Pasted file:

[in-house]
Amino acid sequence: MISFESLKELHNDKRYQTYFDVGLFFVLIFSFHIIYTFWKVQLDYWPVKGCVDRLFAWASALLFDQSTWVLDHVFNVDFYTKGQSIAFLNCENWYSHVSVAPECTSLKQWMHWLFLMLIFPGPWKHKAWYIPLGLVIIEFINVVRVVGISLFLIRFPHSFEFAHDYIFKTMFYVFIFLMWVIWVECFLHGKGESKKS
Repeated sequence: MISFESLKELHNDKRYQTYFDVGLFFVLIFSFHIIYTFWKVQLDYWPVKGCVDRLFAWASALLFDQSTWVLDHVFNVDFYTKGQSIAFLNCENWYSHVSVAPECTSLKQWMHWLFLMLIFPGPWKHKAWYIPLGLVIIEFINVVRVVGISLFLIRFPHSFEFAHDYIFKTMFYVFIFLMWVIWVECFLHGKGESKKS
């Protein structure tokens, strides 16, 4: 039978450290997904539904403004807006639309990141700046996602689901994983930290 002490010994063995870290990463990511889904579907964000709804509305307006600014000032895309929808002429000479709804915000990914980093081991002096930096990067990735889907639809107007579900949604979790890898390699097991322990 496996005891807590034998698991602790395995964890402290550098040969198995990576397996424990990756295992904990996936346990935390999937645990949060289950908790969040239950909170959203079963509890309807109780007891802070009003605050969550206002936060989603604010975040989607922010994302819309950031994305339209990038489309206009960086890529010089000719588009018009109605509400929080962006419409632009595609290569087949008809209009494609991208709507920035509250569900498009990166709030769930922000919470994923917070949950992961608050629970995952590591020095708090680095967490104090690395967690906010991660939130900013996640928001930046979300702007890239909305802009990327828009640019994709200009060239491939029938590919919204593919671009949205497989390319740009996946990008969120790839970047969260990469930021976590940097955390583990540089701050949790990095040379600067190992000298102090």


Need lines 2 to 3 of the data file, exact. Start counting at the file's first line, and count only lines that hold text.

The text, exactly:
Amino acid sequence: MISFESLKELHNDKRYQTYFDVGLFFVLIFSFHIIYTFWKVQLDYWPVKGCVDRLFAWASALLFDQSTWVLDHVFNVDFYTKGQSIAFLNCENWYSHVSVAPECTSLKQWMHWLFLMLIFPGPWKHKAWYIPLGLVIIEFINVVRVVGISLFLIRFPHSFEFAHDYIFKTMFYVFIFLMWVIWVECFLHGKGESKKS
Repeated sequence: MISFESLKELHNDKRYQTYFDVGLFFVLIFSFHIIYTFWKVQLDYWPVKGCVDRLFAWASALLFDQSTWVLDHVFNVDFYTKGQSIAFLNCENWYSHVSVAPECTSLKQWMHWLFLMLIFPGPWKHKAWYIPLGLVIIEFINVVRVVGISLFLIRFPHSFEFAHDYIFKTMFYVFIFLMWVIWVECFLHGKGESKKS